When municipalities settle police misconduct lawsuits, they also typically refuse to admit any wrongdoing. It’s important that videos get released to the public because if a municipality refuses to own up to misconduct, it will still be judged in the court of public opinion.

There is one major privacy concern that is unique to body cameras. As the American Civil Liberties Union noted in a policy paper on body cameras, “some recordings will be made inside people’s homes, whenever police enter — including in instances of consensual entry (e.g., responding to a burglary call, voluntarily participating in an investigation) and such things as domestic violence calls.”

This legitimate concern has led to a number of bills which exempt videos from disclosure if they are taken inside private places, but even these restrictions are generally not necessary. Most states have privacy exemptions to their Freedom of Information laws that are narrower but would still allow most of these videos to be withheld from the public. As the Reporters Committee for Freedom of the Press observes:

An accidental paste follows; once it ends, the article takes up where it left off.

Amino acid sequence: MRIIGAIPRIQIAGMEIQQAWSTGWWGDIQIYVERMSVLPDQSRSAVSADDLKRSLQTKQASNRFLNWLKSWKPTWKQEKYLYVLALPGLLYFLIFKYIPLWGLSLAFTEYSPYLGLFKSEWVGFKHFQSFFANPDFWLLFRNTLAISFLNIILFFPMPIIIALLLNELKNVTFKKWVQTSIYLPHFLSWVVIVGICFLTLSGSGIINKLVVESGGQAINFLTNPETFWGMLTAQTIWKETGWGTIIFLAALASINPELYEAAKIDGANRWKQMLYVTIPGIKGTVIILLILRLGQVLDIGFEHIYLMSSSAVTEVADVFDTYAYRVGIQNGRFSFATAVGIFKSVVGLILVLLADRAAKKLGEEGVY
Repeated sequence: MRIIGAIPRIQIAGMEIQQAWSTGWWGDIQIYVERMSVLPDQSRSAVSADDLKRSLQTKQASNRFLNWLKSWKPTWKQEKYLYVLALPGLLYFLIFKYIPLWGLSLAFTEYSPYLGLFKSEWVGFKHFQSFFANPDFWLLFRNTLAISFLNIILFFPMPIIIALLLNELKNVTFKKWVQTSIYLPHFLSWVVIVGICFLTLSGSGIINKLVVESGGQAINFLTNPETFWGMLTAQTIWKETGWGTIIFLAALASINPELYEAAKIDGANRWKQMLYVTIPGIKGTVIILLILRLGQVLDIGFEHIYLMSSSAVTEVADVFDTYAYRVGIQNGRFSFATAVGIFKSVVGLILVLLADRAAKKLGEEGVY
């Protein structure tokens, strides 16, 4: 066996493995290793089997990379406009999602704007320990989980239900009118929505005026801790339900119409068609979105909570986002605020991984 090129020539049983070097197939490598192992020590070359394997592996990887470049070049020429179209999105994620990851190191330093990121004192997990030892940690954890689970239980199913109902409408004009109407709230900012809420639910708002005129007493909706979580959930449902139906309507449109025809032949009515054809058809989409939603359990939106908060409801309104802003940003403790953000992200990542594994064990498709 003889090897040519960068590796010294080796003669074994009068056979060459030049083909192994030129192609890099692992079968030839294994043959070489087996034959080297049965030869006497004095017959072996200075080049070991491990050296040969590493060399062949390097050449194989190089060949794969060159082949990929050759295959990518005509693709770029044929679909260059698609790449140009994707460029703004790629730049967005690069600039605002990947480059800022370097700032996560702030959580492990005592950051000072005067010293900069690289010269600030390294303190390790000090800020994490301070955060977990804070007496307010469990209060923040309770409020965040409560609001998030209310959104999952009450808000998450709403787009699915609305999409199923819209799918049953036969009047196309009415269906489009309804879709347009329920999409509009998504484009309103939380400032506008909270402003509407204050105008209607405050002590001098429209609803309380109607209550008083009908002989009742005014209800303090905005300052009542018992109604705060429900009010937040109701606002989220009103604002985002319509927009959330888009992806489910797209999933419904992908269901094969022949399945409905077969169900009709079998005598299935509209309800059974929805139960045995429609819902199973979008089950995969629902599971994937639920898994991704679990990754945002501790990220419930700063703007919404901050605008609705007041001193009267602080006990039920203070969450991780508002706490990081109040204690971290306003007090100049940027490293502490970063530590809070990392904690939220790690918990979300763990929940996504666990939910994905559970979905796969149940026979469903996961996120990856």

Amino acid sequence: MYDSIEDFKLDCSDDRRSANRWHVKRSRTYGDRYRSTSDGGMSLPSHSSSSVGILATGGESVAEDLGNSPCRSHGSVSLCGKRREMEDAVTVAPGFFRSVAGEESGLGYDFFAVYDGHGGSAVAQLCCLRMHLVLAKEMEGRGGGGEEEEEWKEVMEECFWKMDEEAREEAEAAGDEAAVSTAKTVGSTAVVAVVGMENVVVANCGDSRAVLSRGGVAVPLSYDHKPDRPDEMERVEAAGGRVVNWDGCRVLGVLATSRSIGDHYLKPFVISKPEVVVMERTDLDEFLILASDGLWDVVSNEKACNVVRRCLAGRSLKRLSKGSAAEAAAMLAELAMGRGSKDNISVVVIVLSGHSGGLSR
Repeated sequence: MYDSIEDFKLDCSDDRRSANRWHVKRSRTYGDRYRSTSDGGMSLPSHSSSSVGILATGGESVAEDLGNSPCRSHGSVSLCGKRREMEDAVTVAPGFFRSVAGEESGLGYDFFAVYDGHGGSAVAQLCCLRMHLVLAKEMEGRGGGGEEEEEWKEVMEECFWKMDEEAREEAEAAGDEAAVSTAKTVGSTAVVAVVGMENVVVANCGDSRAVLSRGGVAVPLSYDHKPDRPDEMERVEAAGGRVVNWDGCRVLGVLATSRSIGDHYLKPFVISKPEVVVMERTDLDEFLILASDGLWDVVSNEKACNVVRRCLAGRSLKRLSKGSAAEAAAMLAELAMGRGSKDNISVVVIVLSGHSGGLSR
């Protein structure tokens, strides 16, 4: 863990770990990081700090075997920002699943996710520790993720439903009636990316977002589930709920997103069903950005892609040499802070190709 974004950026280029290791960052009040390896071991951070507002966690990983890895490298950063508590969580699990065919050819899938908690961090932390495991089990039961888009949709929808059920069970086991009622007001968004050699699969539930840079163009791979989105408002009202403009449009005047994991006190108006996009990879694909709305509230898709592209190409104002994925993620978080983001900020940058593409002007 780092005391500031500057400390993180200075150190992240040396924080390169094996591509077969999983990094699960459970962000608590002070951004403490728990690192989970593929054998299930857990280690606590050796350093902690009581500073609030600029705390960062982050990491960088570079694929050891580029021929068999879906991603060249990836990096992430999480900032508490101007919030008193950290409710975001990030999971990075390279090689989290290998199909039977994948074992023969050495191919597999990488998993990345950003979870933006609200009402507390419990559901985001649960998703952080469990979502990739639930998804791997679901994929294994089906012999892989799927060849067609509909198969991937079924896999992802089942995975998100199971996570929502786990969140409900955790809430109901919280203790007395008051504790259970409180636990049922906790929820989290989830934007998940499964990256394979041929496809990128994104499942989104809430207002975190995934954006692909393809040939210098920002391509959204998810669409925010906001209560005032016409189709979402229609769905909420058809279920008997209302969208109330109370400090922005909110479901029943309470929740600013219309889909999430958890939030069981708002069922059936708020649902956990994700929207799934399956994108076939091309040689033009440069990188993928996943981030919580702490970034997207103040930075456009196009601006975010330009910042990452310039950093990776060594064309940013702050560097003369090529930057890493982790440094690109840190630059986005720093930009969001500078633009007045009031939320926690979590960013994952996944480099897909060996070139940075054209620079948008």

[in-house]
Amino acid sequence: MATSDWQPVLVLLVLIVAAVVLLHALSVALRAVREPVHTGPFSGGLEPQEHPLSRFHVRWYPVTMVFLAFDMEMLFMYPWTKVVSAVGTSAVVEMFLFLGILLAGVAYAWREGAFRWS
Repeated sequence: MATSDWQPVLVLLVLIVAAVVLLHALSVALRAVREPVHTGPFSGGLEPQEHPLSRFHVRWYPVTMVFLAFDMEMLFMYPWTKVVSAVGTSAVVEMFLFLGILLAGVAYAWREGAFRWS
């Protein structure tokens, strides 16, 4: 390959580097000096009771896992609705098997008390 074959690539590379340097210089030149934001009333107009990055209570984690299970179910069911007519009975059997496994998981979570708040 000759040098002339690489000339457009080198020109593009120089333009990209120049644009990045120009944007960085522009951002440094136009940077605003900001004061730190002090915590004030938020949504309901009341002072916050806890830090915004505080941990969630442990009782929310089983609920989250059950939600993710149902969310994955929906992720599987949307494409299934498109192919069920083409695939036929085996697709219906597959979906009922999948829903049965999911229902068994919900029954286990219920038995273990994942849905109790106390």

Body cameras may record sensitive material, such as the identity of a sexual abuse victim, a young child, or simply the interior of a home. Almost all states have privacy exemptions that allow this type of information to be withheld, but there still may be a public interest in disclosure in those situations – for example, if there is a questionable use of force inside someone’s home. Some states balance privacy exemptions with the public interest, which may allow these videos to be released.

Body camera legislation has a vital role to play in ensuring these are used for accountability instead of as tools for mass surveillance. For example, good body camera legislation could establish retention schedules for videos to prevent them from being deleted prematurely while ensuring they aren’t saved forever. It could also regulate when police can analyze body camera videos with facial recognition software.

Body camera legislation could also force police departments to adopt the technology in the first place, but it won’t be worth it if it also keeps the videos secret.